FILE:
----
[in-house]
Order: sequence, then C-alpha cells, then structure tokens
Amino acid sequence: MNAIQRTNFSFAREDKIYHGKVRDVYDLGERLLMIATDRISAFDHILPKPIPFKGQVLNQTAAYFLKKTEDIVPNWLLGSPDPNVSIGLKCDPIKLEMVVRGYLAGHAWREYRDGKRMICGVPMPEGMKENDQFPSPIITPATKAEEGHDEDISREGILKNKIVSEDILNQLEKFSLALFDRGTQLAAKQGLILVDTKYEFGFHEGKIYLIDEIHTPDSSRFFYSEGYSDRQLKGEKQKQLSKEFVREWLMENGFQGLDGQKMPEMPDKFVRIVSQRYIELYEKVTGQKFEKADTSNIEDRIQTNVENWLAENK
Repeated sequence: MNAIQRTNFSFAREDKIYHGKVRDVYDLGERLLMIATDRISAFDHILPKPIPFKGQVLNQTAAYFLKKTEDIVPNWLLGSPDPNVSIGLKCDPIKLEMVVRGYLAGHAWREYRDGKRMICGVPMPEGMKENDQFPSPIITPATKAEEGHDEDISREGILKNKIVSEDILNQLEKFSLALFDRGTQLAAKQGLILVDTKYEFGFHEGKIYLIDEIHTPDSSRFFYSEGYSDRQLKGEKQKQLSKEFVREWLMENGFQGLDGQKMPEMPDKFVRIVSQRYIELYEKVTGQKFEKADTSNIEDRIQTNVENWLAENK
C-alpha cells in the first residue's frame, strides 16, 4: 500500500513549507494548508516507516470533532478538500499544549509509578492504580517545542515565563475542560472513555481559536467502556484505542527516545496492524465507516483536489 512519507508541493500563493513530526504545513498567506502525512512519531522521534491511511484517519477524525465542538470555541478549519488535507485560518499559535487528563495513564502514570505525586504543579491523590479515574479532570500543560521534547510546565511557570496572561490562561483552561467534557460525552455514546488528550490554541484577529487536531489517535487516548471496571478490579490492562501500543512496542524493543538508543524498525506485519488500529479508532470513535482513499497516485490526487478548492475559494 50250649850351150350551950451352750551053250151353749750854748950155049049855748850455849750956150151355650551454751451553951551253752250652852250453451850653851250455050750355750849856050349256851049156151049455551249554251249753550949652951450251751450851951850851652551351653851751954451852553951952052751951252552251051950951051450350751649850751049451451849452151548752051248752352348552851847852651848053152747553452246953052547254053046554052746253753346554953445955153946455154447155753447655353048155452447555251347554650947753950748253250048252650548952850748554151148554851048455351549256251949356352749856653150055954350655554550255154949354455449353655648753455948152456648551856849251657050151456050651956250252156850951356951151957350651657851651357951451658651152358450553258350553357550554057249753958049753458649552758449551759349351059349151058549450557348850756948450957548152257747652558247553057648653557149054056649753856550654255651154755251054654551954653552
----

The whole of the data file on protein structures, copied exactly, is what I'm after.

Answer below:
[in-house]
Order: sequence, then C-alpha cells, then structure tokens
Amino acid sequence: MNAIQRTNFSFAREDKIYHGKVRDVYDLGERLLMIATDRISAFDHILPKPIPFKGQVLNQTAAYFLKKTEDIVPNWLLGSPDPNVSIGLKCDPIKLEMVVRGYLAGHAWREYRDGKRMICGVPMPEGMKENDQFPSPIITPATKAEEGHDEDISREGILKNKIVSEDILNQLEKFSLALFDRGTQLAAKQGLILVDTKYEFGFHEGKIYLIDEIHTPDSSRFFYSEGYSDRQLKGEKQKQLSKEFVREWLMENGFQGLDGQKMPEMPDKFVRIVSQRYIELYEKVTGQKFEKADTSNIEDRIQTNVENWLAENK
Repeated sequence: MNAIQRTNFSFAREDKIYHGKVRDVYDLGERLLMIATDRISAFDHILPKPIPFKGQVLNQTAAYFLKKTEDIVPNWLLGSPDPNVSIGLKCDPIKLEMVVRGYLAGHAWREYRDGKRMICGVPMPEGMKENDQFPSPIITPATKAEEGHDEDISREGILKNKIVSEDILNQLEKFSLALFDRGTQLAAKQGLILVDTKYEFGFHEGKIYLIDEIHTPDSSRFFYSEGYSDRQLKGEKQKQLSKEFVREWLMENGFQGLDGQKMPEMPDKFVRIVSQRYIELYEKVTGQKFEKADTSNIEDRIQTNVENWLAENK
C-alpha cells in the first residue's frame, strides 16, 4: 500500500513549507494548508516507516470533532478538500499544549509509578492504580517545542515565563475542560472513555481559536467502556484505542527516545496492524465507516483536489 512519507508541493500563493513530526504545513498567506502525512512519531522521534491511511484517519477524525465542538470555541478549519488535507485560518499559535487528563495513564502514570505525586504543579491523590479515574479532570500543560521534547510546565511557570496572561490562561483552561467534557460525552455514546488528550490554541484577529487536531489517535487516548471496571478490579490492562501500543512496542524493543538508543524498525506485519488500529479508532470513535482513499497516485490526487478548492475559494 50250649850351150350551950451352750551053250151353749750854748950155049049855748850455849750956150151355650551454751451553951551253752250652852250453451850653851250455050750355750849856050349256851049156151049455551249554251249753550949652951450251751450851951850851652551351653851751954451852553951952052751951252552251051950951051450350751649850751049451451849452151548752051248752352348552851847852651848053152747553452246953052547254053046554052746253753346554953445955153946455154447155753447655353048155452447555251347554650947753950748253250048252650548952850748554151148554851048455351549256251949356352749856653150055954350655554550255154949354455449353655648753455948152456648551856849251657050151456050651956250252156850951356951151957350651657851651357951451658651152358450553258350553357550554057249753958049753458649552758449551759349351059349151058549450557348850756948450957548152257747652558247553057648653557149054056649753856550654255651154755251054654551954653552